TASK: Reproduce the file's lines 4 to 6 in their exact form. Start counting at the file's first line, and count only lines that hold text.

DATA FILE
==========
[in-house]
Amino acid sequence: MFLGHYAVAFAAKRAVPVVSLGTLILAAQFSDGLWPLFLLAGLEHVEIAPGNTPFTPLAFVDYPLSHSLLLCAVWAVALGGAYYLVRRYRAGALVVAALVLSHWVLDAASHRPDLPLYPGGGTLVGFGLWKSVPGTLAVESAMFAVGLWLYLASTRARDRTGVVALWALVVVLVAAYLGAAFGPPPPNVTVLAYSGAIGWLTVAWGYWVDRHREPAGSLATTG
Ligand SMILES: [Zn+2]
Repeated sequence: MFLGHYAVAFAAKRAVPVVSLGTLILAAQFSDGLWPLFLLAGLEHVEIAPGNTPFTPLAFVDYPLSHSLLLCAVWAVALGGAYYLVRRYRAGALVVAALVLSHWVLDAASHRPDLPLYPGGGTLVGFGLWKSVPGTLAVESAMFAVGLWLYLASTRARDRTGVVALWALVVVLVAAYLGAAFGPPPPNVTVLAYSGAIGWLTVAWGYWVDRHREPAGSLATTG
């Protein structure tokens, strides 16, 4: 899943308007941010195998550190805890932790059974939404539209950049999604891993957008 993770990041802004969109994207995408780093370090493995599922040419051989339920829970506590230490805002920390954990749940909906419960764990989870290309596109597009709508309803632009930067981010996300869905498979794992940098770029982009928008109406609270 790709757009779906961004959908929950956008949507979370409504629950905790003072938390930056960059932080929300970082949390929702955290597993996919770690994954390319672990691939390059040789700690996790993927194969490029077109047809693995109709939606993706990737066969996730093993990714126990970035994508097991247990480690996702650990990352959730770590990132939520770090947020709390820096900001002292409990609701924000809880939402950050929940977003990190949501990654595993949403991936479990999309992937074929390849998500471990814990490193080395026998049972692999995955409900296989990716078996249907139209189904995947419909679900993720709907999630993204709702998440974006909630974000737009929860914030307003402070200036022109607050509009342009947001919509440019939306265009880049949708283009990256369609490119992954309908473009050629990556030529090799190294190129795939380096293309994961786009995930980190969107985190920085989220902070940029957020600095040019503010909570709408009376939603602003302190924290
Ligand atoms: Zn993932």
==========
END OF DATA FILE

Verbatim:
Repeated sequence: MFLGHYAVAFAAKRAVPVVSLGTLILAAQFSDGLWPLFLLAGLEHVEIAPGNTPFTPLAFVDYPLSHSLLLCAVWAVALGGAYYLVRRYRAGALVVAALVLSHWVLDAASHRPDLPLYPGGGTLVGFGLWKSVPGTLAVESAMFAVGLWLYLASTRARDRTGVVALWALVVVLVAAYLGAAFGPPPPNVTVLAYSGAIGWLTVAWGYWVDRHREPAGSLATTG
């Protein structure tokens, strides 16, 4: 899943308007941010195998550190805890932790059974939404539209950049999604891993957008 993770990041802004969109994207995408780093370090493995599922040419051989339920829970506590230490805002920390954990749940909906419960764990989870290309596109597009709508309803632009930067981010996300869905498979794992940098770029982009928008109406609270 790709757009779906961004959908929950956008949507979370409504629950905790003072938390930056960059932080929300970082949390929702955290597993996919770690994954390319672990691939390059040789700690996790993927194969490029077109047809693995109709939606993706990737066969996730093993990714126990970035994508097991247990480690996702650990990352959730770590990132939520770090947020709390820096900001002292409990609701924000809880939402950050929940977003990190949501990654595993949403991936479990999309992937074929390849998500471990814990490193080395026998049972692999995955409900296989990716078996249907139209189904995947419909679900993720709907999630993204709702998440974006909630974000737009929860914030307003402070200036022109607050509009342009947001919509440019939306265009880049949708283009990256369609490119992954309908473009050629990556030529090799190294190129795939380096293309994961786009995930980190969107985190920085989220902070940029957020600095040019503010909570709408009376939603602003302190924290
Ligand atoms: Zn993932």